TERRY Deary is playing his Horrible Historical hero on TV – by accident.
The third series of the award-winning TV show based on Sunderland-born Terry’s Horrible Histories books starts on CBBC today – and it features an appearance by the man himself as the Venerable Bede.
“It was weird, actually,” said Terry, who was an actor before launching the best-selling series nearly 20 years ago, and keeps his hand in with the odd role in the programme.
“I just turned up and they said, ‘Right, you’re Bede,’ so I said ‘Oh yes, you know, of course, he’s Sunderland’s greatest historical figure.’
“And they said, ‘Not really, no.’
“So I said, ‘‘Well, I’m from Sunderland – can I play him with the real accent?’
“I’ve written a book about Bede – he’s my hero – so to be playing him is brilliant.”
Featuring stars such as David Baddiel and Gavin and Stacey’s Mathew Baynton, and written by the likes of Steve Punt and Jon Holmes, from Radio 4’s Now Show, the TV version of the Horrible Histories combines top-class comedy with rigorously researched history.
The second series became the first children’s programme to be honoured at the British Comedy Awards last year, when it was named best sketch show.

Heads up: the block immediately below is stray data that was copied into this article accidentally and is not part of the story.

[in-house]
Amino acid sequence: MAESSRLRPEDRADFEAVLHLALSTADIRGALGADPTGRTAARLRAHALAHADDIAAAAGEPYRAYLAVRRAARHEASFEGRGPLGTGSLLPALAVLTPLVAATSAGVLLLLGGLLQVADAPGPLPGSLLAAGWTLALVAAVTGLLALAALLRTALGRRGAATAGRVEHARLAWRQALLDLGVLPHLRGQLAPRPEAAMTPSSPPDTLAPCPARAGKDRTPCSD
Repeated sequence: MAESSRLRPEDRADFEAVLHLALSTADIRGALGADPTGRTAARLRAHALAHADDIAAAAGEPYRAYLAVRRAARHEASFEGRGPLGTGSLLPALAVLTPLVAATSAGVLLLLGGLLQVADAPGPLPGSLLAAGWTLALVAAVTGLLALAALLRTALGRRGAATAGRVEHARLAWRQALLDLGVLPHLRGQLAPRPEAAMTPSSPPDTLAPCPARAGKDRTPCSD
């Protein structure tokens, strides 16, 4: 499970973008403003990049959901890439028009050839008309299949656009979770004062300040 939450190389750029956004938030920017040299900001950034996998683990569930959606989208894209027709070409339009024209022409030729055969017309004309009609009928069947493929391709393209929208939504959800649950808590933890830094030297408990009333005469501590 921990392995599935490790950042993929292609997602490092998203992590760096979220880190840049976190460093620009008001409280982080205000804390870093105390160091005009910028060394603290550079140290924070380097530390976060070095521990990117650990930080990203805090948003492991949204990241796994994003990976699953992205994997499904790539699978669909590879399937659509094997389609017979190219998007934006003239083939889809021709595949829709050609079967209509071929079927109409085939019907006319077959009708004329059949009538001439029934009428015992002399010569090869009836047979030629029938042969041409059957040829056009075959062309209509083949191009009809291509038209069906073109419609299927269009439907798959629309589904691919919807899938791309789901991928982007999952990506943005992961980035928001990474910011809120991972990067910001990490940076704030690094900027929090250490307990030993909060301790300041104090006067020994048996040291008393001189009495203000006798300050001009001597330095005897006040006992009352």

The show has proved to be just as popular with adults as children, something which pleases Terry, but doesn’t surprise him.
“It has been very well-received and has become a cult thing with adults,” he said.
“They have got the best writers and the best performers – there are some very talented people involved.”
For Terry, it is second time lucky, after the disappointment of an American cartoon version of the Horrible Histories.
He believes the Stateside incarnation failed because it removed the very things children respond to in the books, which delight in challenging the sanitised version of history served up in schools.
“This time, they have kept all the anti-Establishment stuff from the books, which is what I love,” he said. “When the Americans did the first series 10 years ago, it just lost the ethos of the Horrible Histories.”
So successful has the show been that the BBC is planning to promote it from its current home on the digital CBBC channel to a prime slot on BBC1 – though it will mean the loss of puppet presenter Rattus Rattus and his catch-phrase, “100 per cent accu-rat,” who will replaced by a rather more high-profile face.
“They are going to cut the rat out, put Stephen Fry in, and he will be presenting a six-part series of the best of series one and two in Saturday night prime-time – what they call ‘The Dr Who Slot,’” said Terry.
l The first episode of series three of Horrible Histories airs on the CBBC channel at 2.55pm, with episode 2 screening at 5.15pm and repeated at 9.30am tomorrow. New episodes will air throughout half-term, alongside repeats of series 1.